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Tuesday, Tevet 12, 5777 / January 10, 2017


Parshat Vayechi begins: “And Yaakov lived in the land of Egypt for seventeen years. The total of Yaakov’s days, the years of his life, was one hundred and forty seven years.”


Q. In the Torah every word is exact. There is not even an extra letter in the Torah. Why does the Torah have to tell us that Yaakov lived in Egypt seventeen years? We can figure this out on our own, because when Yaakov came to Egypt he told Pharaoh that he was 130 years. If the Torah would just tell us that he lived 147 years, we would know that he lived in Egypt 17 years. What is the Torah telling us with the words, “And Yaakov lived in the land of Egypt seventeen years”?


A.  The Torah is not telling us how many years Yaakov was in Egypt. The emphasis here is “Vayechi Yaakov” – “Yaakov lived.” The Torah emphasizes that although Yaakov was in the beginning afraid to go to Egypt, as we read in last week’s Parsha, yet in the end when he saw that his family kept together and were not influenced by the Egyptian culture and way of life, these seventeen years were his best years. These were seventeen living years, after all the trials and sufferings he went through until this point in his life.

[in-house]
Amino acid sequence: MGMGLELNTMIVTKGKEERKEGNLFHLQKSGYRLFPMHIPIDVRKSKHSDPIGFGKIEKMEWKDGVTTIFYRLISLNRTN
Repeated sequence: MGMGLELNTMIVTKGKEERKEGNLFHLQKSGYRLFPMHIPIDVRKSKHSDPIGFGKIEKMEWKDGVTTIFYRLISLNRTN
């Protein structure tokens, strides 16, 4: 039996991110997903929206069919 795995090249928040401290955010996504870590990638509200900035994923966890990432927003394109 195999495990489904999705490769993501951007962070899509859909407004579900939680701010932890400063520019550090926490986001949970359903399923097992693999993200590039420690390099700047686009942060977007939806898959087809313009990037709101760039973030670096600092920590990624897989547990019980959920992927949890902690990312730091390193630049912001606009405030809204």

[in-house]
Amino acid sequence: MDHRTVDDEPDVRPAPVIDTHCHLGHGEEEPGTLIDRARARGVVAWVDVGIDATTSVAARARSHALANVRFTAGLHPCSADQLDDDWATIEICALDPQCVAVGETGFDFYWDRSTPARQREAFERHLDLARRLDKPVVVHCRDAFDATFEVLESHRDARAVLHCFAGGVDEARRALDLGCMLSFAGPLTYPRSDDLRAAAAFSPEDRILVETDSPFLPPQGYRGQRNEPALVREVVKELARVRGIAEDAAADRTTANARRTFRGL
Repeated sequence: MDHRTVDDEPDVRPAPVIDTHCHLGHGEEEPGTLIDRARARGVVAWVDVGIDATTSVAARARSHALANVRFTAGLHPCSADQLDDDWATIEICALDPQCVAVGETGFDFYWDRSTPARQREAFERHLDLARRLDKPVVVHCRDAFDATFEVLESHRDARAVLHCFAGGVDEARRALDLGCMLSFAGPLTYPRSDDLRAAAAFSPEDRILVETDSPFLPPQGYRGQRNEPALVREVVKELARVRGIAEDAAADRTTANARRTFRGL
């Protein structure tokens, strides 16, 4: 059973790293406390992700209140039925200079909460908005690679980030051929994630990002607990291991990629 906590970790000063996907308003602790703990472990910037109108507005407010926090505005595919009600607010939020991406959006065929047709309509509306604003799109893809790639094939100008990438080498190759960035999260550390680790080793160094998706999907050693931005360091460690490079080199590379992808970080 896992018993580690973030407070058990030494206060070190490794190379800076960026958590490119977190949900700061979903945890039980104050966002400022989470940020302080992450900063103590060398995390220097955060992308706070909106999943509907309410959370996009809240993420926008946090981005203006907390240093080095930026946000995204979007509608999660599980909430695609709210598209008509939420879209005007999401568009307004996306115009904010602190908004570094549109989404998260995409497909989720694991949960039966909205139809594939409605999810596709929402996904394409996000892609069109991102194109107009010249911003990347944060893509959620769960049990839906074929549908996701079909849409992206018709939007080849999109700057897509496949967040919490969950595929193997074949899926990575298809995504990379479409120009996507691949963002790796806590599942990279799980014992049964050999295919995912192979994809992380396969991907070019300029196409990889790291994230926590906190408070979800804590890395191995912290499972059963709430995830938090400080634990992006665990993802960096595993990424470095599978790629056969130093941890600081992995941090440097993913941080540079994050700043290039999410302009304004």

Our sages say, “The wicked are called dead even while they are alive, and the righteous are alive even when they are dead!”


Life is not only a physical state, it is a combination of spiritual and physical. When one has Nachas from their children and a purpose in life then they are called alive. But when there is no goal and purpose, or there is no Nachas from the children and grandchildren, then even while alive it’s not much of a life. The Torah tells us that Yaakov had great Nachas as the entire family was together in Egypt. Even Joseph, the ruler of Egypt, and his children, with all their wealth and power, didn’t stray from the morals and ideology of Yaakov.


Q.  In the Parsha, Yaakov, before his passing, calls his son Joseph and says to him, “Swear to me that you will do for me true kindness, do not bury me in Egypt… Carry me out of Egypt and bury me with my fathers in their grave.” Why did Yaakov ask Joseph to do this “true kindness” and not one of his older children? Also, what is the meaning of “True kindness”? Is there a non true kindness?


A. Yaakov chose Joseph because as ruler of Egypt, Joseph was the only one who would be able to get Pharaoh to allow him to do this. Even Joseph had difficulty, as Pharaoh revered Yaakov greatly and wanted him to be buried in Egypt. Only because Yaakov made Joseph swear that he will do this, did Pharaoh allow Joseph to take him out of Egypt to be buried in Hebron.


Our sages say that the kindness one does for someone who is deceased is called “true kindness,” because one does not expect anything in return, as the person is deceased. But any kindness done to the living may have an ulterior motive attached to it. Thus, Yaakov called the kindness associated with his burial “true kindness.”